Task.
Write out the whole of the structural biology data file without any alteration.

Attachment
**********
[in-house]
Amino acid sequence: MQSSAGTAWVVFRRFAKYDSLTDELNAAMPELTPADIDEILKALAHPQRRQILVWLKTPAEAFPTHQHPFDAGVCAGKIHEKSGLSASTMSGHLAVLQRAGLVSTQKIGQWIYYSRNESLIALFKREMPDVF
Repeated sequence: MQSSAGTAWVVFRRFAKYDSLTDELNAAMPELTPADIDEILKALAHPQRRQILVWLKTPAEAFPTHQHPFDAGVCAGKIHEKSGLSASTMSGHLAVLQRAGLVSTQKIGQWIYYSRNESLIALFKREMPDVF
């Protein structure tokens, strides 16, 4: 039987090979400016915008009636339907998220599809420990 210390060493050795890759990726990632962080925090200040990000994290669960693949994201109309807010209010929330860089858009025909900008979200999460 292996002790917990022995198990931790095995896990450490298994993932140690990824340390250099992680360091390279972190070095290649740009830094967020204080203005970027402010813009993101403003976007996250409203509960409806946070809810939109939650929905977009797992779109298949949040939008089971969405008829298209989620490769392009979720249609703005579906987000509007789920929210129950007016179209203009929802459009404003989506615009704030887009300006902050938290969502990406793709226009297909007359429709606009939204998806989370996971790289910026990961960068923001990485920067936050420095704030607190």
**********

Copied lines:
[in-house]
Amino acid sequence: MQSSAGTAWVVFRRFAKYDSLTDELNAAMPELTPADIDEILKALAHPQRRQILVWLKTPAEAFPTHQHPFDAGVCAGKIHEKSGLSASTMSGHLAVLQRAGLVSTQKIGQWIYYSRNESLIALFKREMPDVF
Repeated sequence: MQSSAGTAWVVFRRFAKYDSLTDELNAAMPELTPADIDEILKALAHPQRRQILVWLKTPAEAFPTHQHPFDAGVCAGKIHEKSGLSASTMSGHLAVLQRAGLVSTQKIGQWIYYSRNESLIALFKREMPDVF
């Protein structure tokens, strides 16, 4: 039987090979400016915008009636339907998220599809420990 210390060493050795890759990726990632962080925090200040990000994290669960693949994201109309807010209010929330860089858009025909900008979200999460 292996002790917990022995198990931790095995896990450490298994993932140690990824340390250099992680360091390279972190070095290649740009830094967020204080203005970027402010813009993101403003976007996250409203509960409806946070809810939109939650929905977009797992779109298949949040939008089971969405008829298209989620490769392009979720249609703005579906987000509007789920929210129950007016179209203009929802459009404003989506615009704030887009300006902050938290969502990406793709226009297909007359429709606009939204998806989370996971790289910026990961960068923001990485920067936050420095704030607190």